In our article Focus on website structure and messaging, not design, we introduced the analogy that building a website is similar to building an extension for your home. Before even going to the drawing board, the architect will ask you a host of questions about your family, hobbies and what the space will be used for.
Carrying on that theme and progressing to the next stage, when you have decided what you want to use the extra space for, the architect can commence on the floorplan and blueprints. The floorplan allows you to visually see how everything will be laid out and identify any practical issues, such as the sink being too close to the hob or the breakfast bar not having enough space around it.
The same applies to the next phase of the website project.
Creating a wireframe, which is the third step in the Square Daisy Website Process, is the website equivalent of the floor plan.
The wireframe doesn’t have any aesthetic design to it, neither should it. It is a blueprint to show how the website will be laid out and how all the pages interact with one another.
The wireframe allows you to get a feel for how the user journey will take place and how sections integrate with one another. It can also highlight if anything has been missed.
Rather than using the old fashioned method of drawing the wireframe in Adobe Illustrator and then converting to PDFs and writing notes all over them, we build the wireframe using HTML code from the outset on a platform called ‘Webflow’.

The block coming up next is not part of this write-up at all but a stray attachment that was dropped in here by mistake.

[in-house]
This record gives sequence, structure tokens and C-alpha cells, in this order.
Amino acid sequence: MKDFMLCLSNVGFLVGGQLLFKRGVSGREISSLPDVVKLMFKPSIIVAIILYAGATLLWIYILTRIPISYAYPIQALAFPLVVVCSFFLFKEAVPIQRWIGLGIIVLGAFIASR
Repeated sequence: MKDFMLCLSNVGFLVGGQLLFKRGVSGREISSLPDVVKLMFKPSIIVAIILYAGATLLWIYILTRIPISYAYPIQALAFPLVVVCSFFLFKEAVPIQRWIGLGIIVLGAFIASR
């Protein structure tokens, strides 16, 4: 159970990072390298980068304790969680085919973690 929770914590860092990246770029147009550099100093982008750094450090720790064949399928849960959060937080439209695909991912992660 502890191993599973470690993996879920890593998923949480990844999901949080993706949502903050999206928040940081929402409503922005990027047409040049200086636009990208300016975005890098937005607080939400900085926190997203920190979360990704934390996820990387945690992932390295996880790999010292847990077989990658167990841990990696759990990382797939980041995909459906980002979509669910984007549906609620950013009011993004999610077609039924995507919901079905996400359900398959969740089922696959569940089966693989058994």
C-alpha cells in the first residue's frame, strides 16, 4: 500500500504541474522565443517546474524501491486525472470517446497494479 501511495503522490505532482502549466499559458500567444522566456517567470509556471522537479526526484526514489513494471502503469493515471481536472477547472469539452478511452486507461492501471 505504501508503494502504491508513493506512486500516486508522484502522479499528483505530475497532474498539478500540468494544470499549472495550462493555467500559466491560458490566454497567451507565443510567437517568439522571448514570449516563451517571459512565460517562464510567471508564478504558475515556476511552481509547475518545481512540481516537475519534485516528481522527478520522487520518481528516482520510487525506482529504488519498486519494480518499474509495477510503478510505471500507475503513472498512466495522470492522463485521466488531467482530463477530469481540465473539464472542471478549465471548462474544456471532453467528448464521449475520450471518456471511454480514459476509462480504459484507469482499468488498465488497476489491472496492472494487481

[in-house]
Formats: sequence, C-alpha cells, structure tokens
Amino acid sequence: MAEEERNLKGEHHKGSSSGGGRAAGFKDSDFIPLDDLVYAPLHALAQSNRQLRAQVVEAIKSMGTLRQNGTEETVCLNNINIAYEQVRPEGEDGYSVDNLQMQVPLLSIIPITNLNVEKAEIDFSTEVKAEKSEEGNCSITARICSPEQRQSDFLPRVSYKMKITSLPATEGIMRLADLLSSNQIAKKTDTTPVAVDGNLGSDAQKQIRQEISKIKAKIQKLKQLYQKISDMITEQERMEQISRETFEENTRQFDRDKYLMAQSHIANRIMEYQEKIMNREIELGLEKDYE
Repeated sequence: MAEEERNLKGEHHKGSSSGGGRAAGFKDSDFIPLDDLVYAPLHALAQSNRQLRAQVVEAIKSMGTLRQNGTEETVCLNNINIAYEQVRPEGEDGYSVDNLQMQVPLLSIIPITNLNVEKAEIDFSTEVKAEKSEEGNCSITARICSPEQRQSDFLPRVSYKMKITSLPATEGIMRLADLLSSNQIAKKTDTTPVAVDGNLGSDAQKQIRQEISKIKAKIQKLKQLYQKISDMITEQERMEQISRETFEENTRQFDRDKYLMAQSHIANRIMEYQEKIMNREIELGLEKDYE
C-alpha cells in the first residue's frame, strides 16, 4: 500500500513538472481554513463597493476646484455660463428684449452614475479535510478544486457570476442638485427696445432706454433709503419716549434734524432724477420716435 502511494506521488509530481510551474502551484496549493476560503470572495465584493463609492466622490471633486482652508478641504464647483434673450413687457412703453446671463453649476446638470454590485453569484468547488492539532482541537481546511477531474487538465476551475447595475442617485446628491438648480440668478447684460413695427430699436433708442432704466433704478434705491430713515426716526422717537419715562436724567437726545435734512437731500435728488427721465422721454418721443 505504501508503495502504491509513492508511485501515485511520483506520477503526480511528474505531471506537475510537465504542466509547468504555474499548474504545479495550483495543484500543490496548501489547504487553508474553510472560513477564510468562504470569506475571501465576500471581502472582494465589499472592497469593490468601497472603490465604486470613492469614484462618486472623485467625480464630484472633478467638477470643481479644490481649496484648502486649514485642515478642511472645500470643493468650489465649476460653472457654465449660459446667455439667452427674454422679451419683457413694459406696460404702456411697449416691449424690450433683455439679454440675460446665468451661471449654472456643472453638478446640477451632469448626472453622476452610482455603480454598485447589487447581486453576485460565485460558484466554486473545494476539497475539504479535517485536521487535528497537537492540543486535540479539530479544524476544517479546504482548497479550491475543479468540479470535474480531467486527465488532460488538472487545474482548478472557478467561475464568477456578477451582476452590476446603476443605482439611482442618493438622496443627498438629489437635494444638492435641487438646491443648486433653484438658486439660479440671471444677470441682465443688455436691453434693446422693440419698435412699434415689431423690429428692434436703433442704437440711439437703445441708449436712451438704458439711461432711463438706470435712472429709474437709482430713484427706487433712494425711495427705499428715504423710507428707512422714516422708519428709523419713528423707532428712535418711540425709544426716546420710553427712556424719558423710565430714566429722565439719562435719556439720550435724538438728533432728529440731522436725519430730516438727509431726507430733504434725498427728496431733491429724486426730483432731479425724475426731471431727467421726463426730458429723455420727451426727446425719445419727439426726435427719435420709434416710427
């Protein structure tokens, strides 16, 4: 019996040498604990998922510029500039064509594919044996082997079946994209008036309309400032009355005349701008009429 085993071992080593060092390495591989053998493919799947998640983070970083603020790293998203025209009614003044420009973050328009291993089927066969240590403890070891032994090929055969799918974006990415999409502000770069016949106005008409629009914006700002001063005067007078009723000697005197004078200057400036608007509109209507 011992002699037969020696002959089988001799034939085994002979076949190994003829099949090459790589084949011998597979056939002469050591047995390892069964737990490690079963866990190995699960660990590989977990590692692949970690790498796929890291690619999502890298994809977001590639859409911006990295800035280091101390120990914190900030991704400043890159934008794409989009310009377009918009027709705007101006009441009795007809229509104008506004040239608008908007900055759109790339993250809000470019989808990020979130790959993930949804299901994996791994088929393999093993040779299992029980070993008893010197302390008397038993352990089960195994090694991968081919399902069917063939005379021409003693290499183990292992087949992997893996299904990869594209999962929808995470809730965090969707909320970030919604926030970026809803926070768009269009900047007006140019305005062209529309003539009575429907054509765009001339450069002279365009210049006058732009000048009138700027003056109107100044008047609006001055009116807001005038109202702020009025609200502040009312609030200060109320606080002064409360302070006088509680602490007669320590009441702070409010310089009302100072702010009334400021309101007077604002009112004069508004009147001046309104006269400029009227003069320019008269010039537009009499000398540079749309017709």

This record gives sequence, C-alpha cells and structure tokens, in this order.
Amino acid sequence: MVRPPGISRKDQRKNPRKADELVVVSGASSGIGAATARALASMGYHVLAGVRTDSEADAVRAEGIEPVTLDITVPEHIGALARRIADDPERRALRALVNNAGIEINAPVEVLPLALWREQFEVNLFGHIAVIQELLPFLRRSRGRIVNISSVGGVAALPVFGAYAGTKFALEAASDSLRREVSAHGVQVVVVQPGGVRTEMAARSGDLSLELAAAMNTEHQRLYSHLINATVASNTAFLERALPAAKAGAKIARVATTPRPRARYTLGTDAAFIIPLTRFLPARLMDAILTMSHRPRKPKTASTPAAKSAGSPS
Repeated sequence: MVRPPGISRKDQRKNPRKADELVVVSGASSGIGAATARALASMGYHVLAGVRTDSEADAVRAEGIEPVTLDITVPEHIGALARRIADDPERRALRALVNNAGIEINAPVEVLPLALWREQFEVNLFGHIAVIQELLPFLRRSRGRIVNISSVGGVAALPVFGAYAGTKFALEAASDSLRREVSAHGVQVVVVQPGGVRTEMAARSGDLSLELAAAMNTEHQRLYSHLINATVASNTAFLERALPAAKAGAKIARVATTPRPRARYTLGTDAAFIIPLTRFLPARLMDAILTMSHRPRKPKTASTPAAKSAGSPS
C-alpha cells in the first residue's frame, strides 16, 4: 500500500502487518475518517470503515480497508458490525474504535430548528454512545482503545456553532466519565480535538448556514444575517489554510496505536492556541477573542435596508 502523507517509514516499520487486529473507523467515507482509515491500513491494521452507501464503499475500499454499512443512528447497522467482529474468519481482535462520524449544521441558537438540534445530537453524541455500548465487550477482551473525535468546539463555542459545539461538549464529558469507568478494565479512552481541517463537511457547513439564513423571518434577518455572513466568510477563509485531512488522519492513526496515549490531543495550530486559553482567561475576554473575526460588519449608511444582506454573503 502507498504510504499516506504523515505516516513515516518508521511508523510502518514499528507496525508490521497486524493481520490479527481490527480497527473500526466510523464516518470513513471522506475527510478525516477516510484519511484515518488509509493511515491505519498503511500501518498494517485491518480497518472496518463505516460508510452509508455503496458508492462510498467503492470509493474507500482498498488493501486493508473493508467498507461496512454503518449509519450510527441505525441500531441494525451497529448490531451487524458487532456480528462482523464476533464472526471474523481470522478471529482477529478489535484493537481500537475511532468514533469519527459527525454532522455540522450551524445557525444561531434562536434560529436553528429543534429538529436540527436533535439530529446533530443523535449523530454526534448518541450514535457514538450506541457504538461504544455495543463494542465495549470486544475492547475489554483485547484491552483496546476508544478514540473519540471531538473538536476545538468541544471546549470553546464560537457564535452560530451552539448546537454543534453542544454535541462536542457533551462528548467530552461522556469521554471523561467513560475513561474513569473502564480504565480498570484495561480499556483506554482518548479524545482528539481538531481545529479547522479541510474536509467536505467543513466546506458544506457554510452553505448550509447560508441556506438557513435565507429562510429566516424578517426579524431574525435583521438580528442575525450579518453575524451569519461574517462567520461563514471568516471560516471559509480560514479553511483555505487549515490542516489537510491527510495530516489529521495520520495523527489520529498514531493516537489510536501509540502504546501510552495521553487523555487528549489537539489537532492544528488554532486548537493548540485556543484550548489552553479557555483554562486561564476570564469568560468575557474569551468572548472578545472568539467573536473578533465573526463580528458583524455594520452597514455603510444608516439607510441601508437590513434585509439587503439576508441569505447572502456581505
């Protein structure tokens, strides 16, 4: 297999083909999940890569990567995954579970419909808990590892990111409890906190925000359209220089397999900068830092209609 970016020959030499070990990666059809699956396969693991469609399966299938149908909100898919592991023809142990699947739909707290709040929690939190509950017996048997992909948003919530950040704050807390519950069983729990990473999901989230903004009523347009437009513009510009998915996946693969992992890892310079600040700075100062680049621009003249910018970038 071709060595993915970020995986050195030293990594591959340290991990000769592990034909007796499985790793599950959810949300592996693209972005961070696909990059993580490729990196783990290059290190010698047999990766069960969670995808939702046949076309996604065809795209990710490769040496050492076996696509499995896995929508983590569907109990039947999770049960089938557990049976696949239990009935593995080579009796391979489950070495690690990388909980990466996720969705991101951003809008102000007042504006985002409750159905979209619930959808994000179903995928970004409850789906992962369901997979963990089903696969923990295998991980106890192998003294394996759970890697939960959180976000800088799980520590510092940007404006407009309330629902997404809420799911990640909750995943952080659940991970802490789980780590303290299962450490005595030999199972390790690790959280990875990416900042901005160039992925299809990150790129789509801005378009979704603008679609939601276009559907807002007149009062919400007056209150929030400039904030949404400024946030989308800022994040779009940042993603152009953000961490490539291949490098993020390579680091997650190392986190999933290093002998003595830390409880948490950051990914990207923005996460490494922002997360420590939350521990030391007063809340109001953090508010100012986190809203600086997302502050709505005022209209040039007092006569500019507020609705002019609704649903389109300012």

Pdfs are time consuming to create, cumbersome to interpret and are not reusable as we move to the design phase, whereas using HTML is way more time efficient, easy to change and is used in the next phase of the project so there is minimal wastage of time and resource.
Keeping to budget and focus on user experience
There are a two very good reasons why we create a simple wireframe that doesn’t include any design elements.
The first is to keep costs down. If we were to demonstrate the website lay out by starting on the actual creation of the website, which would have to include elements of design (branding, colour, typography), not only would this take much more time, there will inevitably be changes and these changes are much more time consuming to make.
The second reason is to keep focused on what is most important at this phase of the project.
It’s very easy to get side tracked by conversations to do with the design elements, when the structure of the website is far more important. The success of your website depends on your customers being able to find what they need quickly and easily and carry out the action you want them to take, rather than it looking pleasing to the eye, but not helpful at all.
A good agency won’t skimp on this important stage of the process. It’s crucial that you give it the required attention it deserves as it forms the fundamental basis of your website project and the success it will have.
Now we can focus on design
Don’t ask us to build you a house extension, but feel free to call us if you want a great website, which is results driven and created using a sound, methodical process.